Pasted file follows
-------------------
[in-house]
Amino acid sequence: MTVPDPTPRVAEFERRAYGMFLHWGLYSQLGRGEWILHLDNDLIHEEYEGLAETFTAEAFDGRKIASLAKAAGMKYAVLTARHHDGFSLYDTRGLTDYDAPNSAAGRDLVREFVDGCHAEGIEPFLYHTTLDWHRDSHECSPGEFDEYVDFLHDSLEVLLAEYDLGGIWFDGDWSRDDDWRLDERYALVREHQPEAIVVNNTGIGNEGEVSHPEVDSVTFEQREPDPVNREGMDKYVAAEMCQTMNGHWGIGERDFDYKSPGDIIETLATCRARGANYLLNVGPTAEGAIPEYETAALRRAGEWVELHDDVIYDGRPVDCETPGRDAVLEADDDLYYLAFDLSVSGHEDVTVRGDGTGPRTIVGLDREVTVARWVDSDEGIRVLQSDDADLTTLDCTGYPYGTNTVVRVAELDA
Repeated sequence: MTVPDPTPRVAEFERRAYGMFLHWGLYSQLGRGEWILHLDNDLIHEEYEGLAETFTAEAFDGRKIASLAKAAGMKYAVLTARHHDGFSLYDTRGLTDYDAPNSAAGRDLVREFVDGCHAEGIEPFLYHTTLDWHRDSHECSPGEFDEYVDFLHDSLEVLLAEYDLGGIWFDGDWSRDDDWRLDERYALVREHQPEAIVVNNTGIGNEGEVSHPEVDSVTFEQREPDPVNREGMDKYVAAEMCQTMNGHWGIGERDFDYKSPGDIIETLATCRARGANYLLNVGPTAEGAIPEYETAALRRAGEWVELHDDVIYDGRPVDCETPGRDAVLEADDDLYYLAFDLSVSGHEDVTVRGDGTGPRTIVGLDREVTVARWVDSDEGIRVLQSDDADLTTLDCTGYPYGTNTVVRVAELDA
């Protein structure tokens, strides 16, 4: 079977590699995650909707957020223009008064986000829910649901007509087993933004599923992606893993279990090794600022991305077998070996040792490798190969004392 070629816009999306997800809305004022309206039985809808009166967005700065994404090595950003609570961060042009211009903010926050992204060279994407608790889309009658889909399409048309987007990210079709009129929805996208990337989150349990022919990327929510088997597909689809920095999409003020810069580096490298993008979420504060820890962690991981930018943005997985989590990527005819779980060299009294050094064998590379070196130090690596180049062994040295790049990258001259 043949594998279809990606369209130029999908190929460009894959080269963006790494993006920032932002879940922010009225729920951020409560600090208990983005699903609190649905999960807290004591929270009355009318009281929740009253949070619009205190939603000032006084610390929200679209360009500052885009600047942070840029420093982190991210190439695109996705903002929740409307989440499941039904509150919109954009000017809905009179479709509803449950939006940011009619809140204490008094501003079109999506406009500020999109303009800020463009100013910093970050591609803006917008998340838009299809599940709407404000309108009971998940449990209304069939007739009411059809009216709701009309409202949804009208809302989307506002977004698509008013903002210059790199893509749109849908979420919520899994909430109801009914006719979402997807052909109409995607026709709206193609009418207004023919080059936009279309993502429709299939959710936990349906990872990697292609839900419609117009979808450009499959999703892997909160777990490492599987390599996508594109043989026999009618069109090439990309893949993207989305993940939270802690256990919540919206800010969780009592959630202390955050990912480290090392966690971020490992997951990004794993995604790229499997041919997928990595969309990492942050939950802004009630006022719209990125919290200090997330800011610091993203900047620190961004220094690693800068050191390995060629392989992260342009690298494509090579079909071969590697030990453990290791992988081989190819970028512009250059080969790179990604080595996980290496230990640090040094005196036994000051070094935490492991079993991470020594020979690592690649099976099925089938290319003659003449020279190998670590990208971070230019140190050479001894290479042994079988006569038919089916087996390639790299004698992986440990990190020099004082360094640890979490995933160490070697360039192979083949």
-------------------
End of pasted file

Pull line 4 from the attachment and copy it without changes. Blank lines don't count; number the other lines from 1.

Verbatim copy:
């Protein structure tokens, strides 16, 4: 079977590699995650909707957020223009008064986000829910649901007509087993933004599923992606893993279990090794600022991305077998070996040792490798190969004392 070629816009999306997800809305004022309206039985809808009166967005700065994404090595950003609570961060042009211009903010926050992204060279994407608790889309009658889909399409048309987007990210079709009129929805996208990337989150349990022919990327929510088997597909689809920095999409003020810069580096490298993008979420504060820890962690991981930018943005997985989590990527005819779980060299009294050094064998590379070196130090690596180049062994040295790049990258001259 043949594998279809990606369209130029999908190929460009894959080269963006790494993006920032932002879940922010009225729920951020409560600090208990983005699903609190649905999960807290004591929270009355009318009281929740009253949070619009205190939603000032006084610390929200679209360009500052885009600047942070840029420093982190991210190439695109996705903002929740409307989440499941039904509150919109954009000017809905009179479709509803449950939006940011009619809140204490008094501003079109999506406009500020999109303009800020463009100013910093970050591609803006917008998340838009299809599940709407404000309108009971998940449990209304069939007739009411059809009216709701009309409202949804009208809302989307506002977004698509008013903002210059790199893509749109849908979420919520899994909430109801009914006719979402997807052909109409995607026709709206193609009418207004023919080059936009279309993502429709299939959710936990349906990872990697292609839900419609117009979808450009499959999703892997909160777990490492599987390599996508594109043989026999009618069109090439990309893949993207989305993940939270802690256990919540919206800010969780009592959630202390955050990912480290090392966690971020490992997951990004794993995604790229499997041919997928990595969309990492942050939950802004009630006022719209990125919290200090997330800011610091993203900047620190961004220094690693800068050191390995060629392989992260342009690298494509090579079909071969590697030990453990290791992988081989190819970028512009250059080969790179990604080595996980290496230990640090040094005196036994000051070094935490492991079993991470020594020979690592690649099976099925089938290319003659003449020279190998670590990208971070230019140190050479001894290479042994079988006569038919089916087996390639790299004698992986440990990190020099004082360094640890979490995933160490070697360039192979083949």